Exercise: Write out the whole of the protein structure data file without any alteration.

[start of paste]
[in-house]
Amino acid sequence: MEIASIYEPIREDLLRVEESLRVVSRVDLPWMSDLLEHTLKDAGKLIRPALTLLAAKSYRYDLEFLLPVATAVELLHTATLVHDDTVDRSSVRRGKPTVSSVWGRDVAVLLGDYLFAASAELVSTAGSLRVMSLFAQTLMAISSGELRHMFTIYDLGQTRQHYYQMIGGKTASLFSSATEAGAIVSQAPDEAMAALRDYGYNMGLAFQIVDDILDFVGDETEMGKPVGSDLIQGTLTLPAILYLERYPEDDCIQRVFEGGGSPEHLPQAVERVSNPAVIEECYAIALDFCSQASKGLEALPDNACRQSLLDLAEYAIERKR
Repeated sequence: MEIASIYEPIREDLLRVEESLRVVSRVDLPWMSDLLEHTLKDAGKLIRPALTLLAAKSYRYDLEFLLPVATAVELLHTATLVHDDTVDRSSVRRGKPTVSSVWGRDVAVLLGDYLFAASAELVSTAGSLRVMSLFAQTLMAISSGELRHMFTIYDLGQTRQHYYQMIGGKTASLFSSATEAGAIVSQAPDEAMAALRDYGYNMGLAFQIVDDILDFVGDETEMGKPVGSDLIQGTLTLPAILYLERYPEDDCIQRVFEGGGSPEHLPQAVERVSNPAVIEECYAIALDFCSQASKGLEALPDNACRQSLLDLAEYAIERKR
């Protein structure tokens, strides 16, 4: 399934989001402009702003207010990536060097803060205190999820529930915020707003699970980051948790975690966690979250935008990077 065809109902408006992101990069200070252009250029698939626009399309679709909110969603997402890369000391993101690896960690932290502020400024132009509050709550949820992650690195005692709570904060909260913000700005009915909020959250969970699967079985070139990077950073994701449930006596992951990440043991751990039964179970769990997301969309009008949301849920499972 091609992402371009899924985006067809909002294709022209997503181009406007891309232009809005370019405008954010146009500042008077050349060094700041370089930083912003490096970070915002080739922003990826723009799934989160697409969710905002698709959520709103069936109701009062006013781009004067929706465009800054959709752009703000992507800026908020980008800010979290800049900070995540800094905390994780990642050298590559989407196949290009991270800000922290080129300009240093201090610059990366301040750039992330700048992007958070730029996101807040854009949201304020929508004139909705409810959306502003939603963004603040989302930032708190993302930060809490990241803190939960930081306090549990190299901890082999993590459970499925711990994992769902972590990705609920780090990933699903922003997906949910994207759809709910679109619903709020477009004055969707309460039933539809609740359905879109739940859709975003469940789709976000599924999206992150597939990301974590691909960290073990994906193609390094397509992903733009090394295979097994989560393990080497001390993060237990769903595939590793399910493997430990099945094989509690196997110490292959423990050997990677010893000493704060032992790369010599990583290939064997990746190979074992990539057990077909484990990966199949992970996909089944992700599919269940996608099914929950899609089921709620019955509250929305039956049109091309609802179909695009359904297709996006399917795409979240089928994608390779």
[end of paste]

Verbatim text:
[in-house]
Amino acid sequence: MEIASIYEPIREDLLRVEESLRVVSRVDLPWMSDLLEHTLKDAGKLIRPALTLLAAKSYRYDLEFLLPVATAVELLHTATLVHDDTVDRSSVRRGKPTVSSVWGRDVAVLLGDYLFAASAELVSTAGSLRVMSLFAQTLMAISSGELRHMFTIYDLGQTRQHYYQMIGGKTASLFSSATEAGAIVSQAPDEAMAALRDYGYNMGLAFQIVDDILDFVGDETEMGKPVGSDLIQGTLTLPAILYLERYPEDDCIQRVFEGGGSPEHLPQAVERVSNPAVIEECYAIALDFCSQASKGLEALPDNACRQSLLDLAEYAIERKR
Repeated sequence: MEIASIYEPIREDLLRVEESLRVVSRVDLPWMSDLLEHTLKDAGKLIRPALTLLAAKSYRYDLEFLLPVATAVELLHTATLVHDDTVDRSSVRRGKPTVSSVWGRDVAVLLGDYLFAASAELVSTAGSLRVMSLFAQTLMAISSGELRHMFTIYDLGQTRQHYYQMIGGKTASLFSSATEAGAIVSQAPDEAMAALRDYGYNMGLAFQIVDDILDFVGDETEMGKPVGSDLIQGTLTLPAILYLERYPEDDCIQRVFEGGGSPEHLPQAVERVSNPAVIEECYAIALDFCSQASKGLEALPDNACRQSLLDLAEYAIERKR
């Protein structure tokens, strides 16, 4: 399934989001402009702003207010990536060097803060205190999820529930915020707003699970980051948790975690966690979250935008990077 065809109902408006992101990069200070252009250029698939626009399309679709909110969603997402890369000391993101690896960690932290502020400024132009509050709550949820992650690195005692709570904060909260913000700005009915909020959250969970699967079985070139990077950073994701449930006596992951990440043991751990039964179970769990997301969309009008949301849920499972 091609992402371009899924985006067809909002294709022209997503181009406007891309232009809005370019405008954010146009500042008077050349060094700041370089930083912003490096970070915002080739922003990826723009799934989160697409969710905002698709959520709103069936109701009062006013781009004067929706465009800054959709752009703000992507800026908020980008800010979290800049900070995540800094905390994780990642050298590559989407196949290009991270800000922290080129300009240093201090610059990366301040750039992330700048992007958070730029996101807040854009949201304020929508004139909705409810959306502003939603963004603040989302930032708190993302930060809490990241803190939960930081306090549990190299901890082999993590459970499925711990994992769902972590990705609920780090990933699903922003997906949910994207759809709910679109619903709020477009004055969707309460039933539809609740359905879109739940859709975003469940789709976000599924999206992150597939990301974590691909960290073990994906193609390094397509992903733009090394295979097994989560393990080497001390993060237990769903595939590793399910493997430990099945094989509690196997110490292959423990050997990677010893000493704060032992790369010599990583290939064997990746190979074992990539057990077909484990990966199949992970996909089944992700599919269940996608099914929950899609089921709620019955509250929305039956049109091309609802179909695009359904297709996006399917795409979240089928994608390779």